There is no bond stronger than the one that exists in a family. It allows us to fail without fault, to learn without loss, to love without condition. It is how we become who we are.
What makes a family?
I think there are many kinds of families. Some we are born into (obviously), others we create (having our own children), some we stumble into by circumstance (adoption/foster homes) and still others just happen. For many years it was "the four of us" here in our home. An even number. A workable number. A responsible number.
And yet, I felt outnumbered. I grew up with two sisters, I was always with girls. And having my own family of boys, I was now the odd man out. No one wanted to craft with me (no matter how many different variations I came up with.) No one wanted to play restaurant, or grocery store, or barbies or beads. They were more interested in building tracks for their hot wheels, or playing video games, or doing crazy bones, or leggos, or taping things together (yes, they did that often). None of which I found interesting. I now know how my dad must have felt living in a house full of females....four to his one. No wonder he tried to make me his "boy" by taking me trapping and deer hunting and fishing. It must have been hard.
Over the years I found myself sometimes missing that common ground of shared interest. I had always wanted one more child...I daydreamed about it being a girl. What would she look like...who's personality would she share, what would she think of her big brothers? Would she like doing girly things with me, would she need me to do her hair? (Heaven forbid). But it never happened and life rolled quickly on. No regrets or anything, just the once in a while wistful twinge that what my friends and their daughters shared was something I would never get to experience.
And then came Sadie. She blew in quickly, just about a year ago, and bowled us over with her spark and spirit. In a couple of months, she had stolen my heart. That's not to say that the year of Sadie has not had its blips and bumps. But it has also had so much meaning. I learn from her everyday. About how it feels to love your real mom even if she sometimes hasn't deserved it. And how much you want to be loved by her in return. About how hard it is to be positive when you live with people who bring you down. About how hard it is to believe in yourself when no one else ever has. About realizing how you cannot wait for life to happen, but instead you need to go out and make it happen.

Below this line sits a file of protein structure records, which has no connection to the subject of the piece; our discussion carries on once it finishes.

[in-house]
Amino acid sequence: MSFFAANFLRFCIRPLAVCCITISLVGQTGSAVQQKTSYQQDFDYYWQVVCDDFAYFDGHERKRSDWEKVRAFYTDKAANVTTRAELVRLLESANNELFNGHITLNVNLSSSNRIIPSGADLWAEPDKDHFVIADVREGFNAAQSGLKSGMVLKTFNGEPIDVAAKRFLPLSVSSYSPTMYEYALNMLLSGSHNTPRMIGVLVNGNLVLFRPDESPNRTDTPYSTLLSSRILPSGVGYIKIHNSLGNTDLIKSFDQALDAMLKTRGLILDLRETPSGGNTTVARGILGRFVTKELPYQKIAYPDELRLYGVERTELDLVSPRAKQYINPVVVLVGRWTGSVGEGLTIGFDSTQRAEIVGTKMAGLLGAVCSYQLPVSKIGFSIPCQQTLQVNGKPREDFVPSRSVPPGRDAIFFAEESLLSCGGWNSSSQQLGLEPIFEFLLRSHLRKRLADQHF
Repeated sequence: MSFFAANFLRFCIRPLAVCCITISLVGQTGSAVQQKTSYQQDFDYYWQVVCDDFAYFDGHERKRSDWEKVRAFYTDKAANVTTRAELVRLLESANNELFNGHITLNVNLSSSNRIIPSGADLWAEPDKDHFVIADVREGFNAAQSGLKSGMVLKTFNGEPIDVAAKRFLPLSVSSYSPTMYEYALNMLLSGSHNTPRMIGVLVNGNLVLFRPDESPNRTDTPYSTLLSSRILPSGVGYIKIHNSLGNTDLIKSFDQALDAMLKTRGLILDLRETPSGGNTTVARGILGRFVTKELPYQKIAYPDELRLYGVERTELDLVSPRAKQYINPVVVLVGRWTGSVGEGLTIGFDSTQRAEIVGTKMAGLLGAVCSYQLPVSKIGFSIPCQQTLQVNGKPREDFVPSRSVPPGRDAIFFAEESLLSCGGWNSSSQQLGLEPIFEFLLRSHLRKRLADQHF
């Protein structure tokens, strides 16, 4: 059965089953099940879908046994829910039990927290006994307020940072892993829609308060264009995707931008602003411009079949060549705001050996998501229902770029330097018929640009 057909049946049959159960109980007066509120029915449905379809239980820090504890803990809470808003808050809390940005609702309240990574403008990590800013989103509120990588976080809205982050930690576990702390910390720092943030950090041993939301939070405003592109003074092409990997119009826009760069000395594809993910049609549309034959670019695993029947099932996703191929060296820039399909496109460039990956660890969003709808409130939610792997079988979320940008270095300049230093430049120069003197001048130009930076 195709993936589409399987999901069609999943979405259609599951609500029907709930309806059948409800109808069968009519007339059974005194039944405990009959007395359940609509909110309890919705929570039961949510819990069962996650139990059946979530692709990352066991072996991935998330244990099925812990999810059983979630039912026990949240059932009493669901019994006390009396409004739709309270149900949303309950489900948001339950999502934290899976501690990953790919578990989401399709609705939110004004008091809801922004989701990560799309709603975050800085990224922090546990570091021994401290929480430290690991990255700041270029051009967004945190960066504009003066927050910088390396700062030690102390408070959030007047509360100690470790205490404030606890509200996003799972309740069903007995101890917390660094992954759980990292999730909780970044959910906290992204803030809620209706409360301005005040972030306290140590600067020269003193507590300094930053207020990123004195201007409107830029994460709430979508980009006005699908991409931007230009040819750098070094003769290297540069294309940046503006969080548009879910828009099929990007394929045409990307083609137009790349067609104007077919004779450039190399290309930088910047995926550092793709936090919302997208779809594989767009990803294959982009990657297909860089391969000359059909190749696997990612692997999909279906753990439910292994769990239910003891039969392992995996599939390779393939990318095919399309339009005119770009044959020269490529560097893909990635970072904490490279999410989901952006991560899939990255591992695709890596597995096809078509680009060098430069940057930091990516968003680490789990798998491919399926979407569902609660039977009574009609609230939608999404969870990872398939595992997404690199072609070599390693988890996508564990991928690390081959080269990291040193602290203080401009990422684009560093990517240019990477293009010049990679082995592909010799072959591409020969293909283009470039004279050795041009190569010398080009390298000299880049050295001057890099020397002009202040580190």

I'll admit that having Sadie here evens out the female to male ratio in this house a little. I have someone to craft, shop, and watch chick flicks with now. And there is someone to do MY hair! But that is not all she brings to our house. Somehow she fits in like she has always belonged, (well another bedroom would be nice), she is the "little" girl we never had, and the "little" sister that Mitch never got (even though she is older).
She is an inspiration to me and I admire her for her courage this past year. For believing in herself strongly enough to make some hard decisions. For realizing that although she loves/needs her family, she needs to make her own way. For trusting us to take her in. For letting us love her as our own. We may not have had her, we may not have raised her, we may not have gotten to adopt her when she was two, but she is here now and will irrevocably be part of this family. Welcome to our family Sadie.